22. Issue: Marriage • Despite laws prohibiting marriage before 18 years, more than 50% of the females were married before this age. (Source: Census 2001). • Nearly 20% of the 1.5 million girls who were married under the age of 15 years are already mothers. (Source: Census 2001). • Choices are limited as to: whether, when and whom to marry; when and how many children to have.

  23. Issue: Marriage(contd.) Please reflect on • How can you contribute to prevent early marriages? • What can we do to equip young people to have children by choice, not chance?

  24. Issue: Health • Adverse sex ratio 10-19 years: 882/1000, 0-6 years: 927/1000. (Source: Census 2001). • Malnutrition and anaemia - boys and girls below 18 years consume less than the recommended number of calories and intake of proteins and iron. • Higher female mortality in the age group of 15-24 years.

  25. Issue: Health • For rape victims in the age group of 14-18 years, a majority of the offenders are known to victims. • More than 70% girls suffer from severe or moderate anaemia(Source: District Level Health Survey – Reproductive and Child Health, 2004). Please reflect on • How can we improve the nutritional status of Adolescents?

  26. Issue: HIV/ AIDS • There are 2 – 3.1 million (2.47 million) people living with HIV/AIDS at the end of 2006. • Number of AIDS cases in India is 1,24,995 as found in 2006 (Since inception i.e. 1986 to 2006). (Source: • 0.97 million (39.3%) are women and 0.09 million (3.8%) are children

  27. Issue: HIV/ AIDS(contd.) • India – 2nd largest population of HIV positive persons infected. Over 35% of all reported HIV cases are in the age group of 15-24 years (NACO). • India has the second largest population of AIDS patients. Over 35% of all reported AIDS cases occurs among 15-24 year olds. {Source: NACO and UNICEF, 2001. Knowledge, attitudes and practices for young adults (15-24 years; NACO. 2005. India Resolves to Defeat HIV/AIDS)}.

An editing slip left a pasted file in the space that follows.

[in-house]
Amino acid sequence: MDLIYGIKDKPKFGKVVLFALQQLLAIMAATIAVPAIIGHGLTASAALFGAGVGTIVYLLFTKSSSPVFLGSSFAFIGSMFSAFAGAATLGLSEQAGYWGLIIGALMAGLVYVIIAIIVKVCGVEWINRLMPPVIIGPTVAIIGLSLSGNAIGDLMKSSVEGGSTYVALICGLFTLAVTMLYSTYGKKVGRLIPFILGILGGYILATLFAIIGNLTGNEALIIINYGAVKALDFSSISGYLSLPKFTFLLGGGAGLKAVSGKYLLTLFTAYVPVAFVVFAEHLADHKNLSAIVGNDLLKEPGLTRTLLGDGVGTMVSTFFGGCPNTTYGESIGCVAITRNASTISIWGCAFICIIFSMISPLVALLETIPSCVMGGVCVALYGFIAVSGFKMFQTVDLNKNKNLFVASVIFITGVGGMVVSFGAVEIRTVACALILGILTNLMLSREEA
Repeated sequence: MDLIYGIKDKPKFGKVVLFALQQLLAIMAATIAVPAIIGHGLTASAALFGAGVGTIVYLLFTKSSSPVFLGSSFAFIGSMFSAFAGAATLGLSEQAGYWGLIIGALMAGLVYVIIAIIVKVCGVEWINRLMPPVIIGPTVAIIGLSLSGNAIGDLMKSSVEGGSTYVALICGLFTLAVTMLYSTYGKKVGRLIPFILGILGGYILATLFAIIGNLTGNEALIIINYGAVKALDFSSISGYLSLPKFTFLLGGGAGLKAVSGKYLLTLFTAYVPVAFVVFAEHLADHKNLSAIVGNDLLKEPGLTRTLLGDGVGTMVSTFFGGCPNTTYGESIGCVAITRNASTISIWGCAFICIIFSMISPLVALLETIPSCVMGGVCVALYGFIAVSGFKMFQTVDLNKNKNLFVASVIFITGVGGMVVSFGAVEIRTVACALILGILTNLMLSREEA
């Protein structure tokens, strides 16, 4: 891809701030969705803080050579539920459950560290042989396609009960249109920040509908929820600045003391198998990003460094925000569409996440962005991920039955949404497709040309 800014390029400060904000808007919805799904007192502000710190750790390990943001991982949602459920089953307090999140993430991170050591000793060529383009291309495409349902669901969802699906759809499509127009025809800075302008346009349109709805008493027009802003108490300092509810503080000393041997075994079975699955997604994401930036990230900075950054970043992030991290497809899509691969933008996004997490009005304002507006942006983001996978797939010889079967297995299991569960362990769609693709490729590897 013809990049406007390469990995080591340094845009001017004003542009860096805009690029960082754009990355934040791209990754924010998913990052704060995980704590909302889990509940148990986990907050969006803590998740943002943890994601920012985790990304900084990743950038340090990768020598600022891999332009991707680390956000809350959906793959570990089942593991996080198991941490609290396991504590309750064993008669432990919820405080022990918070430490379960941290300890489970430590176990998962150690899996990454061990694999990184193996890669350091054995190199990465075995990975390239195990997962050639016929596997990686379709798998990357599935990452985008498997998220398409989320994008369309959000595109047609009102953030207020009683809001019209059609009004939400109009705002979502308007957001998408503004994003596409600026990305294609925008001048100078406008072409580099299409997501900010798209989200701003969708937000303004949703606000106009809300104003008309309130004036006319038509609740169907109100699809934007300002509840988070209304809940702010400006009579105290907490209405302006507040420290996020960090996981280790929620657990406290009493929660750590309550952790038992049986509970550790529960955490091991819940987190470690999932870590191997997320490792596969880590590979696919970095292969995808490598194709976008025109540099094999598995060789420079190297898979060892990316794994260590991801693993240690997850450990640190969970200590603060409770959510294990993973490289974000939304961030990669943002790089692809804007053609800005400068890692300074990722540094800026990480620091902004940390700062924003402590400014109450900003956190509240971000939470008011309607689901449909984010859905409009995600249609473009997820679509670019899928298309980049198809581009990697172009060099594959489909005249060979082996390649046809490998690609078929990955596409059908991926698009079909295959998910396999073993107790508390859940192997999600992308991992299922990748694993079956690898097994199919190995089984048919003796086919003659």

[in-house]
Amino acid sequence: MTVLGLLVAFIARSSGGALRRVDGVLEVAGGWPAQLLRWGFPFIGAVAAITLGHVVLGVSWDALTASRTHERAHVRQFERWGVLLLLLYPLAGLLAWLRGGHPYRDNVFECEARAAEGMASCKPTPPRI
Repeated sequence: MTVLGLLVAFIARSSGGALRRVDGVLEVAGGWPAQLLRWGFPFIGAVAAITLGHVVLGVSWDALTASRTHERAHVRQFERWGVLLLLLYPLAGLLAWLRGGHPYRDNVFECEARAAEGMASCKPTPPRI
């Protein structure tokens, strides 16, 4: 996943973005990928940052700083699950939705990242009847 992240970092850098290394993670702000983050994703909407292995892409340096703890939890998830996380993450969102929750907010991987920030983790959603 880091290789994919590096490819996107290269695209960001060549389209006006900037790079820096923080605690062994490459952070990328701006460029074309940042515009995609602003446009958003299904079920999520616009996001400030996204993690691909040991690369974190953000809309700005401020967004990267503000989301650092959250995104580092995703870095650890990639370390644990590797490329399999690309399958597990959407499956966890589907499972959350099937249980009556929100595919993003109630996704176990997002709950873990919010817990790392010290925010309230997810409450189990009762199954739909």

28. Issue: HIV/ AIDS(contd.) • Lack of abstinence is a contributory cause. • Persons living with HIV/AIDS face stigma and discrimination. • The estimated adult prevalence in the country is 0.36% (0.27% - 0.47%).

  29. Issue: Substance Abuse • Estimated number of drug abusers in India is around 3 million and that of drug dependents is 0.5 - 0.6 million. (Source: UNODC and Ministry of Social Justice and Empowerment, 2004) • Problem is more severe in the North-Eastern States of the Country.

  30. Issue: Substance Abuse(contd.) • Most drug users are in the age group 16-35 years. • Drug abuse rate is low in early Adolescence and high during late Adolescence. • Among current users in the age group of 12-18 years, 21% were using alcohol, 3% cannabis and 0.1% opiates (NHS-UNODC 2004).

  31. Issue: Substance Abuse(contd.) • A Household Survey on Drug Abuse indicated that 24% of 40,000 male drug users were in the age group of 12-18 years. (Source: UNODC and Ministry of Social Justice and Empowerment, 2004) Please reflect on • How can we reduce the vulnerability of young people to Substance - Abuse?

  32. Salient Findings on Study on CHILD-ABUSE • Two Out of every three children were Physically-Abused. • Out of 69% children Physically-Abused in 13 sample states, 54.86% were boys. • Over 50% children in all the 13 sample states were being subjected to one or the other form of Physical-Abuse.

  33. Salient Findings on Study on CHILD-ABUSE(contd.) • Out of those children Physically-Abused in family situations, 88.6% were Physically-Abused by parents. • 53.22% children reported having faced one or more forms of Sexual -Abuse. • Andhra Pradesh, Assam, Bihar and Delhi reported the highest percentage of Sexual-Abuse among both boys and girls.